There are, therefore, very few logistical downsides.
This approach does come at a cost.
Amazon will charge you modest FBA fees for storage and order fulfillment through FBA.
Moreover, you’ll pay additional fees for long-term storage.
You can perform a detailed cost comparison of FBA versus FBM shipping costs using Amazon’s Fulfillment Fees fact sheet.
Can you start an FBA Amazon business? In almost all instances, yes.
But be sure to review Amazon’s FBA product restrictions for supported delivery business.
If FBA sounds like a no-brainer, you can get started here once you’re all signed up as an Amazon seller.
What Are the Startup Costs?
Here are some cost estimates you can use to build a rough budget for getting started:
• Amazon selling fee: If you’re selling as a business, you’ll be charged $39.99 per month to sell through Amazon, with the first month waived.
If you sell as an individual, you’ll incur a $0.99 fee per item sold. You can learn more about selling plans here.
• Fulfillment fees: Costs of fulfilling an order will vary by size and weight of shipment. Be sure to consult Amazon’s fulfillment fees calculator for product-specific Amazon fulfillment costs.
However, it’s a safe bet to calculate Amazon fees of around $2.50 per unit for a standard-sized object of 15 inches by 12 inches.
• Marketing costs: Assuming you’re selling under your logo and you need product images done for a dozen or so standard objects, you can assume an initial outlay of $300 to $500 for a high-quality product from freelancers.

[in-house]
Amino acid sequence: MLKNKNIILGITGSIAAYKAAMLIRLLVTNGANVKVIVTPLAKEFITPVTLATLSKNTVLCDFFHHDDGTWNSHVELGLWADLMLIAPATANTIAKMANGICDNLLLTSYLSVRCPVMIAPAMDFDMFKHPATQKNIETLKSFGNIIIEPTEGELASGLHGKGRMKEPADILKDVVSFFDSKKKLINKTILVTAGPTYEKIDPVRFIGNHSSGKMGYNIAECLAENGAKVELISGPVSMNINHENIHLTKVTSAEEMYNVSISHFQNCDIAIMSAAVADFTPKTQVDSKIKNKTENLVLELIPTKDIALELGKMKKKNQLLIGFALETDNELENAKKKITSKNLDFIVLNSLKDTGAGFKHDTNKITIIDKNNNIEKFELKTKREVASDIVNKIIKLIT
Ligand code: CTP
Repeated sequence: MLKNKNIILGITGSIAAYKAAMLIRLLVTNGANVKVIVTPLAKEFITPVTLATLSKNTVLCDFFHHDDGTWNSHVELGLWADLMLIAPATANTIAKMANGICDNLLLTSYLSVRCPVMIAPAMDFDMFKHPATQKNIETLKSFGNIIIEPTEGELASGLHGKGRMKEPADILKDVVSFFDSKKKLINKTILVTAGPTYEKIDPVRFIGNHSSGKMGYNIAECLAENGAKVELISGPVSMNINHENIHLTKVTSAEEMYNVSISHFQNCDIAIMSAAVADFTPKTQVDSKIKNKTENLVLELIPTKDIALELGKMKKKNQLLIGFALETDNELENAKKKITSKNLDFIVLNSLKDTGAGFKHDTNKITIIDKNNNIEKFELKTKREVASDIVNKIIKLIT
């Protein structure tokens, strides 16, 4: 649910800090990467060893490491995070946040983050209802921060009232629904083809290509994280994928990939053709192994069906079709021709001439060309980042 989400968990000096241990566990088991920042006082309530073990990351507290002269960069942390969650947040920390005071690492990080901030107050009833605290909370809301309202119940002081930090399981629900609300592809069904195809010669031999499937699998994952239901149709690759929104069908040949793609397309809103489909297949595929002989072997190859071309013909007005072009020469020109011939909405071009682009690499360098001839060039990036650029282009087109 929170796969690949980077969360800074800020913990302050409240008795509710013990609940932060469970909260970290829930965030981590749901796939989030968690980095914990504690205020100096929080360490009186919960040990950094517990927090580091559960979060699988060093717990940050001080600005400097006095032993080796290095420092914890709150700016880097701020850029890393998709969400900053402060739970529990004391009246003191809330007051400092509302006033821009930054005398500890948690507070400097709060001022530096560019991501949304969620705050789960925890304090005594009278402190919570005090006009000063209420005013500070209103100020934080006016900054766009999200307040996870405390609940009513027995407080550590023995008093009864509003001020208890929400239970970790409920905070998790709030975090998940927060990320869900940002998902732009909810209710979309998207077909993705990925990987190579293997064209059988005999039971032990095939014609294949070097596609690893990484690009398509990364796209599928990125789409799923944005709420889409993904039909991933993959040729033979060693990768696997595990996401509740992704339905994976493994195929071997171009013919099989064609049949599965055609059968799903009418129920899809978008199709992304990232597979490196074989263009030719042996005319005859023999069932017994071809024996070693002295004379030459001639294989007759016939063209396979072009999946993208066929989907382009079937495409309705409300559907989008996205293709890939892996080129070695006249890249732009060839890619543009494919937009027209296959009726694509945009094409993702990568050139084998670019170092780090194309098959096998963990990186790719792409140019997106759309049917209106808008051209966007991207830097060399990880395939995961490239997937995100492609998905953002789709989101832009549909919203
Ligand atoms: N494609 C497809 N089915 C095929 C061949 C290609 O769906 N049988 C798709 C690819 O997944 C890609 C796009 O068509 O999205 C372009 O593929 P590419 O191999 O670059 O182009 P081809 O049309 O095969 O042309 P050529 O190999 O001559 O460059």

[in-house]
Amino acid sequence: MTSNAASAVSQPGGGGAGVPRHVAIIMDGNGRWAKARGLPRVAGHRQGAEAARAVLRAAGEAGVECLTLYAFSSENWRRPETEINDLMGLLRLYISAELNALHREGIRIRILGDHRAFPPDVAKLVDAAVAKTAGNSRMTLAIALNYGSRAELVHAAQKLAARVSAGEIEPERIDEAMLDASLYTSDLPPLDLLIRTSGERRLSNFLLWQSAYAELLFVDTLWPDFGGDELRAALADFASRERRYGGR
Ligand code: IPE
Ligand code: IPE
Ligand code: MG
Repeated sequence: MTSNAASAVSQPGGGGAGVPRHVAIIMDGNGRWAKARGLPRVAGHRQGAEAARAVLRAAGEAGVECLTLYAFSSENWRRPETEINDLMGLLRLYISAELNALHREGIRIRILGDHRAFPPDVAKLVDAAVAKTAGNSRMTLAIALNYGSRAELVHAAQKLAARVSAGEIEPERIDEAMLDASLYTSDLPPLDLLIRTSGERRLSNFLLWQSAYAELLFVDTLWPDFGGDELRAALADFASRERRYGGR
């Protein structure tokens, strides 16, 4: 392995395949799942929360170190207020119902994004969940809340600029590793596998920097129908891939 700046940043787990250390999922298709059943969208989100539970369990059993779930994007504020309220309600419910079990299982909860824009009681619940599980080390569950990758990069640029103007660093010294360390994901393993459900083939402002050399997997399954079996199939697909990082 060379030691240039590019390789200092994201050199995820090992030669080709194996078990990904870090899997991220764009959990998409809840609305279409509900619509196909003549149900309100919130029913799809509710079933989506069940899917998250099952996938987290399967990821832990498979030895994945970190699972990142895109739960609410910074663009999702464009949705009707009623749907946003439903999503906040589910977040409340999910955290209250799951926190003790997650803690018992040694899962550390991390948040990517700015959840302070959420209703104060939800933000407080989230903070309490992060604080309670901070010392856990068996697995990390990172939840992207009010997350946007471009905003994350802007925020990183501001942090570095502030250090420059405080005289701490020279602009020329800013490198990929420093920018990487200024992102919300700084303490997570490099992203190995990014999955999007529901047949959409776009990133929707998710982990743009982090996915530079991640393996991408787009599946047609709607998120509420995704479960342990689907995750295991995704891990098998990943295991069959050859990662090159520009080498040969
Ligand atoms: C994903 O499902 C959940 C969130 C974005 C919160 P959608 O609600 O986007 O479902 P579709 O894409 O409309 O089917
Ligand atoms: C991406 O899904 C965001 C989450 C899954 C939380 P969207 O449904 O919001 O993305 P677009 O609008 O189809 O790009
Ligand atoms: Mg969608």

As you progress, you’ll likely begin to explore additional marketing options for store pages, including Amazon DSP (an advertising platform that can attract tens of thousands of additional views on your brand).
However, as a new business, a basic marketing approach to brand awareness will suffice.
• Inventory: Here, your outlay will vary significantly depending on what products you sell.
The bare minimum capital you should expect to invest initially is around $300, assuming you’re procuring merchandise through a wholesaler or through sourcing your products from retail outlets like Walmart, or ebay — an approach known as retail arbitrage.
• UPC Codes: You’ll need unique product codes before listing a product in your central account. You can acquire these cheaply through resellers for as little as $10.
However, rock-bottom priced UPCs and barcodes are generally considered untrustworthy. You can also purchase from the central coding authority, GS1, usually for around $250.
SnapUPC and similar services offer a good middle-ground. A typical starting seller should expect a minimum outlay of approximately $200 for their first batch of UPC Codes.